Toronto-based conceptual artist Mitchell Chan talks about his epic “Digital Zones of Immaterial Pictorial Sensibility,” a blockchain-based work which was inspired by Yves Klein’s late 1950s precursor, “Zones of Immaterial Pictorial Sensibility;” we talk about Klein’s legendary work The Void, the apex of his ongoing project of making invisible, or nearly invisible, artworks, and how his revolutionary work may have been interpreted at the time; and we talk about the NFT (non-fungible token) market- how it’s helped his Digital Zones work, how a lot of great conceptual work has been made on blockchain, even if it’s not dominating the marketplace… and his philosophical take on the NFT trend from the perspective of an artist who’s been working in blockchain for at least the last five years.
Artist, choreographer and former ballet dancer Madeline Hollander talks about her brief but dramatic professional ballet career and her subsequent transition into becoming a visual artist via choreography and performance; her project Flatwing, a search for the elusive silent/chirp-less crickets on the island of Kauai, which led to a deep dive into evolutionary biology and a video that’s being exhibited as part of an installation at the Whitney Museum; the turning points that led to her being included in the Whitney Biennial and now to have this solo exhibition at the museum; the pros and cons of working in the still-nascent niche of dance/choreography in contemporary art; and how the decision to invest in the Masters program at Bard College has already paid off.
Berlin-based artist Lee Wagstaff talks about his paintings and his recent career boost through his use of the Artist Support Pledge (#artistsupportpledge) platform-- how he learned of it, his strategies in using it, and how the smaller paintings he’s been making are an ideal format for it. The Support Pledge has also provided him with artistic/financial independence, without having to rely on networking (something he’s averse to), and how he’s turned it into a sustainable living; he also talks about how he makes his optical-yet-visceral paintings, which involve a proprietary process that even his painter friends can figure out.
In the 2nd of two parts, artist Katarina Wong talks about: her collective +1 +1, which fosters artist community serendipitously based on a non-competitive ethos, with sharing small works as an ice breaker; our shifting priorities since the pandemic, and our approach to FOMO and guilt when it comes to seeing, or not seeing, everything that’s out there; re-directing our focus on what we do throughout the day (including art making), so that instead of checking off boxes, we’re being intentional about our decisions, and not including the word “Should” as part of those decisions; working on her memoir about renovating an apartment she bought in Havana, which has brought her closer to relatives, while otherwise she struggles with feeling like an impostor for not fitting into any of her respective cultures, whether Cuban (her mom), Chinese (her dad’s Chinese), or even American, despite growing up in Florida.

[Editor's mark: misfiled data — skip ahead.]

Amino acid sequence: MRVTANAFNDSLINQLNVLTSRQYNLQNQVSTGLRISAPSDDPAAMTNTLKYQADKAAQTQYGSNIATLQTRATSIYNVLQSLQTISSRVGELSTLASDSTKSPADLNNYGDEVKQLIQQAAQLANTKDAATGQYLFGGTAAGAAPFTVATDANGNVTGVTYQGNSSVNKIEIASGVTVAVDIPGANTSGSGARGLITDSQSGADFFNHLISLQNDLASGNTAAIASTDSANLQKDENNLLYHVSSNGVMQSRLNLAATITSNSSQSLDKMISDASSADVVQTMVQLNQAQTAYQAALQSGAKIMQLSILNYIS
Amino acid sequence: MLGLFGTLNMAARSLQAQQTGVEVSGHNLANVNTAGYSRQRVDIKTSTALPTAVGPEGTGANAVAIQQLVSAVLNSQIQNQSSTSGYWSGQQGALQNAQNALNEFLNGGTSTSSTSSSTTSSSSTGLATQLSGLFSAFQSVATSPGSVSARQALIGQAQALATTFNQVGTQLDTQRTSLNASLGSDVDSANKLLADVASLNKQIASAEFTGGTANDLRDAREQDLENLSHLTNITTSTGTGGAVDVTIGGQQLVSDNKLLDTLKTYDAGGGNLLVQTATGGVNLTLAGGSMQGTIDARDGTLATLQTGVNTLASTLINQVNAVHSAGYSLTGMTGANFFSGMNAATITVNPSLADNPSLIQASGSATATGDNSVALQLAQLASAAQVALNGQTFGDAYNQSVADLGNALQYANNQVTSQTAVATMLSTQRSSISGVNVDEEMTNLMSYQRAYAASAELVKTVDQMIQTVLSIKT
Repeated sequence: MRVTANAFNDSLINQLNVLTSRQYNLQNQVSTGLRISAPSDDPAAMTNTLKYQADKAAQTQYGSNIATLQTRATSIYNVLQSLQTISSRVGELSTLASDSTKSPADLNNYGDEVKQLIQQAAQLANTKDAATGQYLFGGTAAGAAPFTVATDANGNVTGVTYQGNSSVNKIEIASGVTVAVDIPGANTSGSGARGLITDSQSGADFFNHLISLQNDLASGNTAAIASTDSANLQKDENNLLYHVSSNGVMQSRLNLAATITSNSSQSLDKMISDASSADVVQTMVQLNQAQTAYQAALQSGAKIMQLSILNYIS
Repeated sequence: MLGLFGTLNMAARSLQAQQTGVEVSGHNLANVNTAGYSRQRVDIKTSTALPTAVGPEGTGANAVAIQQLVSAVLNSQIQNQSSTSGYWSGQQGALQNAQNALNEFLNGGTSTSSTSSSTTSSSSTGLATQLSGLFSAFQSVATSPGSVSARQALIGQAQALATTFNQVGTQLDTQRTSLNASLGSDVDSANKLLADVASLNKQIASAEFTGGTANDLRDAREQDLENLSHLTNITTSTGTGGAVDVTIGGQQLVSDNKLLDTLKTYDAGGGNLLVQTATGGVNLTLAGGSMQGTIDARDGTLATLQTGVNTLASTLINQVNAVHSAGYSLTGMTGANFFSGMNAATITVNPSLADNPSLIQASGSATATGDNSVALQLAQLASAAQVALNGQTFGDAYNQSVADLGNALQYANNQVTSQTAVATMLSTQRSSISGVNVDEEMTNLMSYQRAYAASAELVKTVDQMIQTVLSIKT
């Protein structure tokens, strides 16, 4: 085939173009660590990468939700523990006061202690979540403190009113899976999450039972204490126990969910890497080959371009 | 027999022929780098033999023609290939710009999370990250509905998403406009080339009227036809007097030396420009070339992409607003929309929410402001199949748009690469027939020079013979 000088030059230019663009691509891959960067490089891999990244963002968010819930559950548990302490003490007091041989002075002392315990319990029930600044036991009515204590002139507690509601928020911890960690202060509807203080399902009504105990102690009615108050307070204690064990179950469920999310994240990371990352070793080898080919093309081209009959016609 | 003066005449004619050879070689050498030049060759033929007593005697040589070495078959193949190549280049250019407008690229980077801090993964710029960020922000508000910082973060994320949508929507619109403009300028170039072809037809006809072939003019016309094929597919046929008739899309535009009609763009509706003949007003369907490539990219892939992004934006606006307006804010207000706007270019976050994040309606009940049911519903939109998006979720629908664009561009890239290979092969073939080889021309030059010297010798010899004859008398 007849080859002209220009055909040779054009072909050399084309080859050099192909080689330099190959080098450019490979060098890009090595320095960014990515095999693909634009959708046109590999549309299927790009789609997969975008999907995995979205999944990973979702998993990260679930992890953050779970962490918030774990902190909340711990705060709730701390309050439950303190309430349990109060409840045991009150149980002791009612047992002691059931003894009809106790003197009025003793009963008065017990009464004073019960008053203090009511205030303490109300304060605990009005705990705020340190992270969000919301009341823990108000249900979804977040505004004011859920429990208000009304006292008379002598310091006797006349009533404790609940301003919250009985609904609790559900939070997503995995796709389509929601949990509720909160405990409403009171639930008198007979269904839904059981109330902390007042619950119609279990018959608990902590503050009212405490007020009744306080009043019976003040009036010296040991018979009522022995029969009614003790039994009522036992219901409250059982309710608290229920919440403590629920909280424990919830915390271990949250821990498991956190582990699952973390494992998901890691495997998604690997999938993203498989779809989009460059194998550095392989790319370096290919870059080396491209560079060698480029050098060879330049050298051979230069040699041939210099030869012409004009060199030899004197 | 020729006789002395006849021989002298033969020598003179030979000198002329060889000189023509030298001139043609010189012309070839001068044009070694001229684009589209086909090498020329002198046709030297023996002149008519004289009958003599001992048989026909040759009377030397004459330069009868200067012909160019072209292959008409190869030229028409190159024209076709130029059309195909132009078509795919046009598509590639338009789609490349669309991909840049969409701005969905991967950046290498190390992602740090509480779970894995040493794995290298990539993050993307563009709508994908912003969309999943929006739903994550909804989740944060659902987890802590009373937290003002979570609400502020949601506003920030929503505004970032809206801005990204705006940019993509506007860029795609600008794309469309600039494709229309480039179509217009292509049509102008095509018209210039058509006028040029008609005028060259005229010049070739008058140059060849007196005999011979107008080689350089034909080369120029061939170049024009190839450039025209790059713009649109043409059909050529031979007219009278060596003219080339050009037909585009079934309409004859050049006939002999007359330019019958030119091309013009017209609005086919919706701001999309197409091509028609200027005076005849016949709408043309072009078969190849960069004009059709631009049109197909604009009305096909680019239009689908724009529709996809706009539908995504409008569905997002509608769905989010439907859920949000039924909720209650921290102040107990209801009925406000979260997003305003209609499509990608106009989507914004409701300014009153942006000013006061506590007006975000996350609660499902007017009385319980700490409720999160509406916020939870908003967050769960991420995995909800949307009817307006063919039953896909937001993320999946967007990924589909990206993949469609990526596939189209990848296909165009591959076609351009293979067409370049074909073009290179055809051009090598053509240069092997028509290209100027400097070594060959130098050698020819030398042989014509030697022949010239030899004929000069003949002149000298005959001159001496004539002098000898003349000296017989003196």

Host Michael Shaw speaks with Katerina Wong, a New York City-based artist, curator, and writer (among other things), about working her way up to VP of Curatorial Engagement, a position she invented for herself at the corporate communications company where she worked for over a decade; getting good at managing her (limited) time in the studio with a full-time job; the pluses and minuses of teaching, in particular tenure-track positions; going back to school for a masters in theological studies at Harvard, and how she wound up there; how we’re conditioned to make work for an audience, as opposed to having, as Katarina calls it, “pure dialogue” with just the work itself; and we begin talking about the art scene in Cuba, including its misconceptions, which will continue in greater depth in part 2.
Curator, writer and museum director Laura Raicovich talks about the challenges she faced as director of the Queens Museum, particularly around actively addressing the vulnerability of many Queens residents during the Trump era, including meeting some resistance from some the museum’s board members. She also discusses issues around diversity and where museums need to be moving, topics she’s addressed in her upcoming book, “Culture Strike: Art and Museums in an Age of Protest.” We also discuss the controversy around the postponed Philip Guston retrospective, and the various projects she’s taking on as her run as a museum director winds down.
Artist, writer and art world worker Robin Kasier-Schatzlein talks with Michael Shaw and several listeners in the podcast's latest Virtual Cafe. Robin talks about his 'mini-memoir' from The New Republic titled "The Artist Isn't Dead: Eulogies for the creative class are premature. Art workers can organize—and survive," partially a book review of Shannon Clark's "The Making of The American Creative Class: New York’s Culture Workers and Twentieth-century Consumer Capitalism," and partly an introduction to Robin. In the Conversation via the Cafe, which features several listeners in the Q&A, Robin expands on his own experience being an artist, a writer (he has a newsletter, a twitter feed, and a Patreon page all worth checking out), and working in the art world as a preparator, and organizing with his colleagues at MoMA PS1, where he's the shop steward.
Michael Shaw talks to Miriam Basilio about her job at MOMA curating Latin American Art, helping to integrate the curatorial landscape as a woman from Puerto Rico, low curatorial salaries, her current work at NYU as a tenured professor, her annual 6-week stints in Spain and the Spanish art community, her forthcoming book, and the importance of representation in the art world.